S2.1 General Gas Adsorption Procedure The gas adsorption isotherm of activated structure 2 was recorded at low pressure (0-1.2 bar) by volumetric method using a Micromeritics ASAP 2040 apparatus. Samples exchanged with approximately 100 mg of dry methanol were weighed in a quartz BET tube previously dried and weighed. The sample was activated by evacuating at 150 ° C. under a dynamic vacuum of 10 −6 torr for at least 24 hours, thereby removing all solvent molecules. Prior to performing the analysis, the exact weight of the degassed sample was calculated. Gas adsorption was measured using ultra-high purity H 2 , CO 2 and CH 2 gas. The gas adsorption isotherm is shown in FIG.

Section 3: X-ray powder diffraction (PXRD) S4
S3.1 General PXRD procedure PXRD data was recorded using a Bruker D8 modified X-ray diffractometer and an X-ray diffraction pattern was generated using CuKα radiation (40 kV, 40 mA) monochromatized with a graphite sample monochromator. It was measured. Each sample was scanned over a 5-theta range of 5 to 85 °, using a step width of 0.02 ° and a count time of 4 seconds per step. The PXRD pattern becomes wider when the synthesized 2 is solvent exchanged with dry methanol. This is a typical feature of interpenetrating structures when slight changes in structure occur due to changes in guest content and composition.

S3.2 PXRD data were obtained using a powder diffraction beamline at an Australian synchrotron with an incident wavelength of 1.00 RD photoresponsive PXRD pattern . The sample was enclosed in a quartz tube having a diameter of 0.3 mm and measured in the range of 2 <2θ <82. The sample was irradiated with light throughout the measurement using Acticure® 4000 as the UV-visible light source. The results are shown in FIG.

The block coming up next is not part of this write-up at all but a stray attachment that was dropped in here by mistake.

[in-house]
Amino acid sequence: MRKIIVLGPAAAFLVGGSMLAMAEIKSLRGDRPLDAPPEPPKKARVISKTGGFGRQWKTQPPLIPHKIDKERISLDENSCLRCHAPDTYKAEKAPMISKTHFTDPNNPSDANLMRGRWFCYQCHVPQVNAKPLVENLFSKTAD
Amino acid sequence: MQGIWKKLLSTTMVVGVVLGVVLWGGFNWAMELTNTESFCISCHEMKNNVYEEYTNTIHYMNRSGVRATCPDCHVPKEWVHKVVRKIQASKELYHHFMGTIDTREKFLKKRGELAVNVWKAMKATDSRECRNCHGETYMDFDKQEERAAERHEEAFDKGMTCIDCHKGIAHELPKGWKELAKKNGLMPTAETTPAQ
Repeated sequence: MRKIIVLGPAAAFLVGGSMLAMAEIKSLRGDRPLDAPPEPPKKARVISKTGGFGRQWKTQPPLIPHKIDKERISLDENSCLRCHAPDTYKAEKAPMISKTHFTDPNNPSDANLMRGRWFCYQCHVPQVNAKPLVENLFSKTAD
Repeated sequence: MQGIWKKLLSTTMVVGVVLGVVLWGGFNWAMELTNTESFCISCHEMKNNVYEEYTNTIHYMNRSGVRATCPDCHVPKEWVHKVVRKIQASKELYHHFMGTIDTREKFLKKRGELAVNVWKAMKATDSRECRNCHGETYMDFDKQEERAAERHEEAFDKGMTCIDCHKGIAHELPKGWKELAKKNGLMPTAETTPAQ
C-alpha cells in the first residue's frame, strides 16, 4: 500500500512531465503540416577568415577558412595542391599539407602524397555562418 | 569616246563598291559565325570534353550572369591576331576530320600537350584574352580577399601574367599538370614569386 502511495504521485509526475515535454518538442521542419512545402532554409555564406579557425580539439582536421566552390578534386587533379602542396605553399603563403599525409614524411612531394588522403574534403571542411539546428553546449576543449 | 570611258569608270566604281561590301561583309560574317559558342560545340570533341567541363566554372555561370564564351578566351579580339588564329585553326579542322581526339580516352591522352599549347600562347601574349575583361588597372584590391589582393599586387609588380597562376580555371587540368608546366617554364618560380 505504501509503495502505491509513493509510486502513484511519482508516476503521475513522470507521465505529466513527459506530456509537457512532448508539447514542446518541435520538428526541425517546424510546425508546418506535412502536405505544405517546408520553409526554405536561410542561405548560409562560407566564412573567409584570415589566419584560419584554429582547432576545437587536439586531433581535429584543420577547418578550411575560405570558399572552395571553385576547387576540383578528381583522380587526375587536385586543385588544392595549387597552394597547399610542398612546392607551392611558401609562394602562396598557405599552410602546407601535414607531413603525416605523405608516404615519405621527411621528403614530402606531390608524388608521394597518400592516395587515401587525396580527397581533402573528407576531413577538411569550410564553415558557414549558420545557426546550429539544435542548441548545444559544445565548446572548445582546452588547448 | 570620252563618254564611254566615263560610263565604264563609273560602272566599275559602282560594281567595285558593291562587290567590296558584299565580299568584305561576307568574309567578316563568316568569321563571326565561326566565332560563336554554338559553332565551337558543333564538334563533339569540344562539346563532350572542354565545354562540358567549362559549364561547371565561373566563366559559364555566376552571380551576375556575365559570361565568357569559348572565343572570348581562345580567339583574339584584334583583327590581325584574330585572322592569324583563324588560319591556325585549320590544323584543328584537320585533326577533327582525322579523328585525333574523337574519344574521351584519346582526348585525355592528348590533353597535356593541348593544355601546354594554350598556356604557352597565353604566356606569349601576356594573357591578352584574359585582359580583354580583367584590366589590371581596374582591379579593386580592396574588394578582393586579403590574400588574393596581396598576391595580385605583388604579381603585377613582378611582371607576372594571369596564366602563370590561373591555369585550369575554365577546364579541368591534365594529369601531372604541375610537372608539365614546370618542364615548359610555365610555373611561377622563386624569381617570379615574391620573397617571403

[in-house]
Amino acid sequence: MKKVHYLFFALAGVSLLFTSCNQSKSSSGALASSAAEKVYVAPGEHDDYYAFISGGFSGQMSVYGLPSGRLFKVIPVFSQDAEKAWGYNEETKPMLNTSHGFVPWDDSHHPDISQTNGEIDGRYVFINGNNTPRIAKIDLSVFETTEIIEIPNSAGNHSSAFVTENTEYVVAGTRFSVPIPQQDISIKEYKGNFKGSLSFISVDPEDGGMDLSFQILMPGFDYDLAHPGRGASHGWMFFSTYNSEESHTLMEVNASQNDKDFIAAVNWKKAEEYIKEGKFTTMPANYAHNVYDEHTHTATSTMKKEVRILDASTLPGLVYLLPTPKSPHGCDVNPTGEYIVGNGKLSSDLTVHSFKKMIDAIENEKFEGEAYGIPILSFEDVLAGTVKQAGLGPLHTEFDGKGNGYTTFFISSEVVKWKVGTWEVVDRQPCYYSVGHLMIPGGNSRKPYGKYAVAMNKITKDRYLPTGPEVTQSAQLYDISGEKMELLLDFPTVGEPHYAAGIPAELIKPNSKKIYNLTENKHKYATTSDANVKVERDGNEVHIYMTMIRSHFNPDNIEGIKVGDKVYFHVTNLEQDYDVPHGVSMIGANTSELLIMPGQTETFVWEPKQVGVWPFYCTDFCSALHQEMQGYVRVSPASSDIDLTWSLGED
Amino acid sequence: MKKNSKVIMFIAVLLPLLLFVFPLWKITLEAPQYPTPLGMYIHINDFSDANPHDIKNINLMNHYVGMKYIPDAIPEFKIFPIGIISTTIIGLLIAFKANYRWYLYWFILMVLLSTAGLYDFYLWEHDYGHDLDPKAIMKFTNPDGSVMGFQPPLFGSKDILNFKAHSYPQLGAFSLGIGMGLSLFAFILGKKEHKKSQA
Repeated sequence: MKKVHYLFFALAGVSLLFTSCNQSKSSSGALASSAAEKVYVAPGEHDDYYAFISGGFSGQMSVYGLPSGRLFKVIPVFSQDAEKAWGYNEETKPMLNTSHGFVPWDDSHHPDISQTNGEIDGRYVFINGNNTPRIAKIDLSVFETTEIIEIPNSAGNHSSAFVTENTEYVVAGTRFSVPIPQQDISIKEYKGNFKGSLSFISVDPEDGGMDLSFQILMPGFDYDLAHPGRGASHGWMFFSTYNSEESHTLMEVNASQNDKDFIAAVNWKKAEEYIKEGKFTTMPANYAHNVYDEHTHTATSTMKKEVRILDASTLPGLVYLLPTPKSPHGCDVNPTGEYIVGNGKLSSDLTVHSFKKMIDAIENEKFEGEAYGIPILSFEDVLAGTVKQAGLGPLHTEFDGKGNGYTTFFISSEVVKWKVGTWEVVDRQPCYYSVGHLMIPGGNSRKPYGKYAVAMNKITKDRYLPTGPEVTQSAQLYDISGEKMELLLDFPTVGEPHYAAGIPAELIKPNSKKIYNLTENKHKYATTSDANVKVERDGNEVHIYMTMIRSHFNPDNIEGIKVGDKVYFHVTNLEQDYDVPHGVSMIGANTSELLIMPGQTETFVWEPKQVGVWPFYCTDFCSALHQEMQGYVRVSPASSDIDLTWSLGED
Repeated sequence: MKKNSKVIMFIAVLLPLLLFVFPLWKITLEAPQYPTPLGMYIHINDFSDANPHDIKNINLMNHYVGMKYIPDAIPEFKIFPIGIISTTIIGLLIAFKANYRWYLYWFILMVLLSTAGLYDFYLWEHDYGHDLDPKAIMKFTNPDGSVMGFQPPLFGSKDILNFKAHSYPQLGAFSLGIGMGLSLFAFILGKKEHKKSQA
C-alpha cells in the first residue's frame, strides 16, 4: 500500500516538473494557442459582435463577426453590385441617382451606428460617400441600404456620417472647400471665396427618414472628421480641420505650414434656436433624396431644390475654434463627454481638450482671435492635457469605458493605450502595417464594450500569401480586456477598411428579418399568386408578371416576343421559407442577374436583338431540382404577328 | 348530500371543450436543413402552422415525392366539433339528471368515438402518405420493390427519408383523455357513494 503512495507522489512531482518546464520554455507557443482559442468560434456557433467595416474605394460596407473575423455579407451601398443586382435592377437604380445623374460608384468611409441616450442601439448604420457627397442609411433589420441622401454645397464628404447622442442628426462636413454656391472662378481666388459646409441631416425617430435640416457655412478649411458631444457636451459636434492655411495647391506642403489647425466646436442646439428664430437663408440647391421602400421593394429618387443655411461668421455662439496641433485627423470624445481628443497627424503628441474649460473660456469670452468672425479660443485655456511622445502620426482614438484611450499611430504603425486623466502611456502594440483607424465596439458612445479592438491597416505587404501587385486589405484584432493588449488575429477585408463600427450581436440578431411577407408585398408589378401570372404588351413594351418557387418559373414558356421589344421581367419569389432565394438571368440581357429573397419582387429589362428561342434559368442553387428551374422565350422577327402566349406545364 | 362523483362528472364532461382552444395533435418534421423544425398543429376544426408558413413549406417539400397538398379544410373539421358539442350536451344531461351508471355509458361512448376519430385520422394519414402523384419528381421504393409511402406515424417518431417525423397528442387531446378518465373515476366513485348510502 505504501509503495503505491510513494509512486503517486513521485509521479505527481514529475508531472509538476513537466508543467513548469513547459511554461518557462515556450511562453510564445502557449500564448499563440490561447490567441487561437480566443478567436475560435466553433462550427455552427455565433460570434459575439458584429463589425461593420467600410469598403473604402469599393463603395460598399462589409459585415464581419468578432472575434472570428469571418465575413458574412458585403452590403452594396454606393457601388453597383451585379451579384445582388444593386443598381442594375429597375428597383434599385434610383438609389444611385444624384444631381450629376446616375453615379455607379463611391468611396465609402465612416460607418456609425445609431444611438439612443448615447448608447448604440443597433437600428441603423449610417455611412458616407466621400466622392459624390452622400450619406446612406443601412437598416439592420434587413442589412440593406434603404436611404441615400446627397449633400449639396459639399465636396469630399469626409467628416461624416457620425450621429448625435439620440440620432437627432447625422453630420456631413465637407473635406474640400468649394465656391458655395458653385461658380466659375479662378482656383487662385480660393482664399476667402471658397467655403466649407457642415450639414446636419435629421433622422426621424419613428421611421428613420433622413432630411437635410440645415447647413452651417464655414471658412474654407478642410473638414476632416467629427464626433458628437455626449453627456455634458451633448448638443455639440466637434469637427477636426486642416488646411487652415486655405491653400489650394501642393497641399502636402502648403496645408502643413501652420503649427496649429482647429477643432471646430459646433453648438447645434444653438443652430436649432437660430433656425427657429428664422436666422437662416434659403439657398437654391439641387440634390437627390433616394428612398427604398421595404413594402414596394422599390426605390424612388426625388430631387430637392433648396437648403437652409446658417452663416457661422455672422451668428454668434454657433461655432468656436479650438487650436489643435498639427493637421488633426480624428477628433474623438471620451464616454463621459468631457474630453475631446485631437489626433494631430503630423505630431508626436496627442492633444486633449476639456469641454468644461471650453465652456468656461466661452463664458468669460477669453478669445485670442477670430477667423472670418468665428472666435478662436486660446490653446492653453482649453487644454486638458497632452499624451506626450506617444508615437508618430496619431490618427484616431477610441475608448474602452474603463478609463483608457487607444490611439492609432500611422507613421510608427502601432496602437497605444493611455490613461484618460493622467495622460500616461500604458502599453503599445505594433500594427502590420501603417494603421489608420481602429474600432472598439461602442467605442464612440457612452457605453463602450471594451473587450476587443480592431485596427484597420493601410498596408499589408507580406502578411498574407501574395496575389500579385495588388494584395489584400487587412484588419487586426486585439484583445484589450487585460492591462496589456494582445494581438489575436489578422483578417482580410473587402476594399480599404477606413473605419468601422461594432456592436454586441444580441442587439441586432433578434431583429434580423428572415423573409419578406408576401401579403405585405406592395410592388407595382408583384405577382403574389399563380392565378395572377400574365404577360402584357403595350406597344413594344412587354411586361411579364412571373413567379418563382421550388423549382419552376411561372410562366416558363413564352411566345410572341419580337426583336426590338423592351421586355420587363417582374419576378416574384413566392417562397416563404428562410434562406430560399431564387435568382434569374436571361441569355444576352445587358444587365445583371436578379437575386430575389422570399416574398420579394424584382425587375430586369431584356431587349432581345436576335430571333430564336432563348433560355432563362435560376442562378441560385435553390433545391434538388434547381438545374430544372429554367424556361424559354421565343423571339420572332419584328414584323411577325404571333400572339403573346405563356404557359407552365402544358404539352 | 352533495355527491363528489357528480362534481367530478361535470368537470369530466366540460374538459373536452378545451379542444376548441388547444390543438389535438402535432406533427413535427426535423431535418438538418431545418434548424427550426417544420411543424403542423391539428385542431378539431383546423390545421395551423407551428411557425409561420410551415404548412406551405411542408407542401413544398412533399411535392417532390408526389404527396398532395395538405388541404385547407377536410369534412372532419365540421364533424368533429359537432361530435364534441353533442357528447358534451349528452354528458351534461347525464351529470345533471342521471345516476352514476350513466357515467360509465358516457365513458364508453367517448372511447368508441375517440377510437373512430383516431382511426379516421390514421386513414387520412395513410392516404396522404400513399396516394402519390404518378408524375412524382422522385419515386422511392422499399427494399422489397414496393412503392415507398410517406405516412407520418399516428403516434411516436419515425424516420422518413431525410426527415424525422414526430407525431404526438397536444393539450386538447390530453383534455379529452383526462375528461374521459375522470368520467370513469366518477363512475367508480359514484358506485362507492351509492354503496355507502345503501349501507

S3.3 X-ray crystal structure Diamond v3.1 was used to construct a unit cell structure of 2 crystals. This is shown in FIG.

Section 4: Characterization of photoresponsiveness S5
S4.1 General Photoresponsive Characterization Procedure The excitation and emission wavelengths of the sample in the solid state are measured below the fluorescence using a FlexStation® 3 benchtop multimode microplate reader. Read in Corning black transparent flat bottom microplate at room temperature in mode. The excitation spectrum of AzDC is shown in FIG. The excitation bands at 380 nm and 455 nm are due to trans AzDC and cis AzDC in 2, respectively. The peaks at approximately 330 nm and 430 nm are characteristic of trans and cis free AzDC ligands, respectively. FIG. 9 shows the excitation spectrum of the 4,4′-BPE ligand. The excitation wavelength at 300 nm and 285 nm correspond to the trans and cis peaks, respectively. Free BPE was found to have no photoactivity in the solid state.

Section 5: Photoresponsive control experiment S6